A dog died after drinking water from Lake Ashtabula.
That set off a blue–green algae advisory.
Blue–Green Algae is harmful for both humans and pets and it has campers concerned.
"It was on my Facebook too, my daughter in law put it on, and my son told us before we left home too," says Kathy Fleischfresser,visiting from Enderlin.
The North Dakota Department of Health put out a public advisory to avoid waters.
"A serious consequence is death. If somebody were to ingest the water. Or pet or livestock," says Mike Ell, from the Environmental Health Section at the North Dakota Department of Health.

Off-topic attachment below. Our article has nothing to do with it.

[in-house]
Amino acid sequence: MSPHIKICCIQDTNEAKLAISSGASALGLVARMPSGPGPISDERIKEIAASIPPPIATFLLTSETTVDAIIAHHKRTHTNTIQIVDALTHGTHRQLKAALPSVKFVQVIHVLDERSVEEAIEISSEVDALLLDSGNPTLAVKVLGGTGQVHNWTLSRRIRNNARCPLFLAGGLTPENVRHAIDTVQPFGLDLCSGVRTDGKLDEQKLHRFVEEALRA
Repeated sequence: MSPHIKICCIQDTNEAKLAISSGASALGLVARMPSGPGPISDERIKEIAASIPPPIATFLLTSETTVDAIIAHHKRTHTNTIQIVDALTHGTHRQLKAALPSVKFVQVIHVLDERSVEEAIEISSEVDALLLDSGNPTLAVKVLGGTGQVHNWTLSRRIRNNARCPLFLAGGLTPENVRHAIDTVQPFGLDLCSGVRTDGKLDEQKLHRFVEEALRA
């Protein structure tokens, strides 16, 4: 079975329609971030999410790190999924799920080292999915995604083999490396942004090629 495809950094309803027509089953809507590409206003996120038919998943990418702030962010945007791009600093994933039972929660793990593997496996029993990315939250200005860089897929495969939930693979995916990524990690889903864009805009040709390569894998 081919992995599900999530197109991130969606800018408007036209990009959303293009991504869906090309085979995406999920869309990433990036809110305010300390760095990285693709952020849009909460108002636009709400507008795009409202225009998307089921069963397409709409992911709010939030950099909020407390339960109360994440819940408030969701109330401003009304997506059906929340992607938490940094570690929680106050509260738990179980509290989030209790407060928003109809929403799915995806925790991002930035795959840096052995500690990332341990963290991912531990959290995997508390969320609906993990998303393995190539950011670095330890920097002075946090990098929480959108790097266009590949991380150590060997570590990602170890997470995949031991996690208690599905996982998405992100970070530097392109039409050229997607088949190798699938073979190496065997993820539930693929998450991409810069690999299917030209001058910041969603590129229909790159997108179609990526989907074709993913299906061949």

The bacteria build up happens in hot weather where waters are used recreationally.
The problem is localized, so not everybody in the county needs to be worried.
"I just want people to know that so it's not that green painty, green paint type of solution on the entire lake. There's just certain places on the lake where that happens,"Richard Schueneman, US Army Corps of Engineering.
And they're easily identifiable.
"It also has a distinct kind of repulsive smell as it's dying and decomposing," Ell says.
But for Kathy's four legged family member, it's not worth the risk.
"We're keeping her clear of the water, not taking her down there. She loves to go fetch things if we put it in but nope not this time, no," Fleischfresser says.
Wind helps cycle the water and lessens the condition as time passes.
Two of the four lake access points are now open including Mel Rieman Recreation and East Ashtabula Crossing.